Some filibuster reformers hope that, as the year goes on, the reality of Republican obstruction will become clear to Manchin and he'll be driven to change his mind—that Senate rules will in the end be just as negotiable to him as the details of Biden's stimulus bill. For instance, reformers hoped a GOP filibuster of Democrats' big voting rights bill, the For the People Act, could spur holdout senators to change the rules to pass it, because it's so important.

Manchin recoils at the very idea. "How in the world could you, with the tension we have right now, allow a voting bill to restructure the voting of America on a partisan line?" he asked. He says that 20 to 25% of the public already doesn't trust the system and that a party-line overhaul would "guarantee" that number would increase, leading to more "anarchy" like that at the Capitol on January 6. He added: "I just believe with all my heart and soul that's what would happen, and I'm not going to be part of it."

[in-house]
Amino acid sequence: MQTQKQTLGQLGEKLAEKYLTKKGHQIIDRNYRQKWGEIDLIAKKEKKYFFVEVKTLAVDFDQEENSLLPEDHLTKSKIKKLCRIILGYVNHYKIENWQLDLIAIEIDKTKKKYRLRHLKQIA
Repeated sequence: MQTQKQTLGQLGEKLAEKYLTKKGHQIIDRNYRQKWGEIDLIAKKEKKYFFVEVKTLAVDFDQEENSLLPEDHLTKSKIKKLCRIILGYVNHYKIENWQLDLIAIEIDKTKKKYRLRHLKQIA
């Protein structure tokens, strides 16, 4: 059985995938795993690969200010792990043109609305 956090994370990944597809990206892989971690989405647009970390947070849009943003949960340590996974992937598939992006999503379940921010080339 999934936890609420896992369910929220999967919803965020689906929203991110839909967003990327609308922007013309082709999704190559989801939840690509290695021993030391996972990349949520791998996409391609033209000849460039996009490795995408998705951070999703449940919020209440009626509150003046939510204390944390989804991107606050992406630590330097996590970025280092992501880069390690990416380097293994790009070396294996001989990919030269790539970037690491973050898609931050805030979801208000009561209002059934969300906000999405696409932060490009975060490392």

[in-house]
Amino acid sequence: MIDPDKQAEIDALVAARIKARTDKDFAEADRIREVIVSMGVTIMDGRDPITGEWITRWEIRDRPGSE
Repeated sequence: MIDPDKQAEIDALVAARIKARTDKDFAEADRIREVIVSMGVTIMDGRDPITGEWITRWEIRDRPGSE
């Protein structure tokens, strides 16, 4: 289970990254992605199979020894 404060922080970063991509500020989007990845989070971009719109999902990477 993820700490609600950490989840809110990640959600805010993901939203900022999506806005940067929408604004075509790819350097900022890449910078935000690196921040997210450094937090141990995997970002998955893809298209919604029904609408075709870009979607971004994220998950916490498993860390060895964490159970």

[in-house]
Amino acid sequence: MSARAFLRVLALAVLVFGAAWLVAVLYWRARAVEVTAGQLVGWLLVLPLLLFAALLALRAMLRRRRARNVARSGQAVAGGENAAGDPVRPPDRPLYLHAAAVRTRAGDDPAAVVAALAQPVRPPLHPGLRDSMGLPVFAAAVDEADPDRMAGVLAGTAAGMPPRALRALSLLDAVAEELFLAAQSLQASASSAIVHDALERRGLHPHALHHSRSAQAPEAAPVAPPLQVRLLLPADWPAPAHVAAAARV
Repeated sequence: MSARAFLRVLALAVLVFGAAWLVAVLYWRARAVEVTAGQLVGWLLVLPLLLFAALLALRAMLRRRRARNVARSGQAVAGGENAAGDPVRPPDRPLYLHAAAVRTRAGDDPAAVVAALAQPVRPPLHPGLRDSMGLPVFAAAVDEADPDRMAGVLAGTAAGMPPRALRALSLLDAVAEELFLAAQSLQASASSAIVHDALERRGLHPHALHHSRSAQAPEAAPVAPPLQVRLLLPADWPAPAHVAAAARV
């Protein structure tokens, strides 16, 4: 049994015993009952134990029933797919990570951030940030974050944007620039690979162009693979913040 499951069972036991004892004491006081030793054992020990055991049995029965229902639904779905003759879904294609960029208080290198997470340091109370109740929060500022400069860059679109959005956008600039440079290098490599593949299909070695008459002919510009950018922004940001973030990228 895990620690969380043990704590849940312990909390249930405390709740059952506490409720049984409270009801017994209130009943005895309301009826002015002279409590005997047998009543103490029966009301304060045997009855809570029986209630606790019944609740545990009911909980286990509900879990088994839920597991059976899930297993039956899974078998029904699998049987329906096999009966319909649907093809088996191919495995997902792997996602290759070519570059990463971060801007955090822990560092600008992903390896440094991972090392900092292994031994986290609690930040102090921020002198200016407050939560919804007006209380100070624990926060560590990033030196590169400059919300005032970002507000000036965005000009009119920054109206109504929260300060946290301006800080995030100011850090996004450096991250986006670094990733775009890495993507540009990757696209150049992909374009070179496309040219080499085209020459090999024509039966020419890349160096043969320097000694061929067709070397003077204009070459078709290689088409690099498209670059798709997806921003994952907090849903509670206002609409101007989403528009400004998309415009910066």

Manchin, who has repeatedly made clear that he is opposed to abolishing the 60-vote legislative filibuster, insisted to Prokop that he will not be "that one vote that would basically destroy it." The senator also reportedly believes his strategy to force bipartisanship is working, saying that because fellow Democrats know he is "adamant" about it, "there have been more talks of compromise now."

While the right-wing media embraced Manchin's remarks on the For the People Act—which polling has shown is popular among Democratic, Independent, and Republican voters—and the filibuster, progressive critics didn't hold back in their responses to his warning about possibly triggering a repeat of the January attack by supporters of former President Donald Trump and his "Big Lie" about the 2020 election.

"I believe this is called 'letting the terrorists win,'" tweeted Justice Democrats spokesperson Waleed Shahid, responding to a Twitter thread in which Prokop highlighted key takeaways from the Manchin interview.